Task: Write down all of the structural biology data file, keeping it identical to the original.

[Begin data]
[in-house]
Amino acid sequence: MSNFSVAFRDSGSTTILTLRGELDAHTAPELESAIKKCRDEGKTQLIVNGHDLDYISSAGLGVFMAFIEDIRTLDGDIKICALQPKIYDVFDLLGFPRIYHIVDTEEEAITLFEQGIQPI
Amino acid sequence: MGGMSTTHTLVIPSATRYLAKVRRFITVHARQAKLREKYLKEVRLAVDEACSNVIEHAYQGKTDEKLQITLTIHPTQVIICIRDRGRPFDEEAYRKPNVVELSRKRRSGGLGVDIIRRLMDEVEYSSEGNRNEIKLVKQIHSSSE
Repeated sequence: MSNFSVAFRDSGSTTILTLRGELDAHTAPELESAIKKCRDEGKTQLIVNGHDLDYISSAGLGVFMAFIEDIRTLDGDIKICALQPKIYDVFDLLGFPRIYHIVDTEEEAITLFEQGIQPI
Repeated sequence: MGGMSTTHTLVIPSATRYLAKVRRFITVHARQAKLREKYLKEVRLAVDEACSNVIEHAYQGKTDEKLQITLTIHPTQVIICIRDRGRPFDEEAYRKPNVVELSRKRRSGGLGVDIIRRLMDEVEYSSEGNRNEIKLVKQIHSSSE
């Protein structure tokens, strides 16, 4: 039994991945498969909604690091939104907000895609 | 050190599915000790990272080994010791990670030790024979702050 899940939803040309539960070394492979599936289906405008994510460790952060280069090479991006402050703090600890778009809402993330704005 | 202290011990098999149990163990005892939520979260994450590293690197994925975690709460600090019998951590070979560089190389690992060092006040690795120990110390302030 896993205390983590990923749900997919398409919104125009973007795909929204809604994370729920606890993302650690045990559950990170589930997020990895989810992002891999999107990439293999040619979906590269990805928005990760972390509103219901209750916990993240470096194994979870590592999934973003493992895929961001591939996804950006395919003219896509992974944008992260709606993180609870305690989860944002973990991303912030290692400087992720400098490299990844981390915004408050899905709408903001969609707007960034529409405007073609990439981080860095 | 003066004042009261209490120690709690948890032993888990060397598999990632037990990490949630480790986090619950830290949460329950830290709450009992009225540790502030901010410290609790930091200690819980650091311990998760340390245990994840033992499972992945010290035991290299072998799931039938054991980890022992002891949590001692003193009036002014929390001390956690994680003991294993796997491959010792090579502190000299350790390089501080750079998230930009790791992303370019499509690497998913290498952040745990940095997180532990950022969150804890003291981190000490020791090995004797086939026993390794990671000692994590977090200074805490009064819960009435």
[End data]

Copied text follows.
[in-house]
Amino acid sequence: MSNFSVAFRDSGSTTILTLRGELDAHTAPELESAIKKCRDEGKTQLIVNGHDLDYISSAGLGVFMAFIEDIRTLDGDIKICALQPKIYDVFDLLGFPRIYHIVDTEEEAITLFEQGIQPI
Amino acid sequence: MGGMSTTHTLVIPSATRYLAKVRRFITVHARQAKLREKYLKEVRLAVDEACSNVIEHAYQGKTDEKLQITLTIHPTQVIICIRDRGRPFDEEAYRKPNVVELSRKRRSGGLGVDIIRRLMDEVEYSSEGNRNEIKLVKQIHSSSE
Repeated sequence: MSNFSVAFRDSGSTTILTLRGELDAHTAPELESAIKKCRDEGKTQLIVNGHDLDYISSAGLGVFMAFIEDIRTLDGDIKICALQPKIYDVFDLLGFPRIYHIVDTEEEAITLFEQGIQPI
Repeated sequence: MGGMSTTHTLVIPSATRYLAKVRRFITVHARQAKLREKYLKEVRLAVDEACSNVIEHAYQGKTDEKLQITLTIHPTQVIICIRDRGRPFDEEAYRKPNVVELSRKRRSGGLGVDIIRRLMDEVEYSSEGNRNEIKLVKQIHSSSE
């Protein structure tokens, strides 16, 4: 039994991945498969909604690091939104907000895609 | 050190599915000790990272080994010791990670030790024979702050 899940939803040309539960070394492979599936289906405008994510460790952060280069090479991006402050703090600890778009809402993330704005 | 202290011990098999149990163990005892939520979260994450590293690197994925975690709460600090019998951590070979560089190389690992060092006040690795120990110390302030 896993205390983590990923749900997919398409919104125009973007795909929204809604994370729920606890993302650690045990559950990170589930997020990895989810992002891999999107990439293999040619979906590269990805928005990760972390509103219901209750916990993240470096194994979870590592999934973003493992895929961001591939996804950006395919003219896509992974944008992260709606993180609870305690989860944002973990991303912030290692400087992720400098490299990844981390915004408050899905709408903001969609707007960034529409405007073609990439981080860095 | 003066004042009261209490120690709690948890032993888990060397598999990632037990990490949630480790986090619950830290949460329950830290709450009992009225540790502030901010410290609790930091200690819980650091311990998760340390245990994840033992499972992945010290035991290299072998799931039938054991980890022992002891949590001692003193009036002014929390001390956690994680003991294993796997491959010792090579502190000299350790390089501080750079998230930009790791992303370019499509690497998913290498952040745990940095997180532990950022969150804890003291981190000490020791090995004797086939026993390794990671000692994590977090200074805490009064819960009435």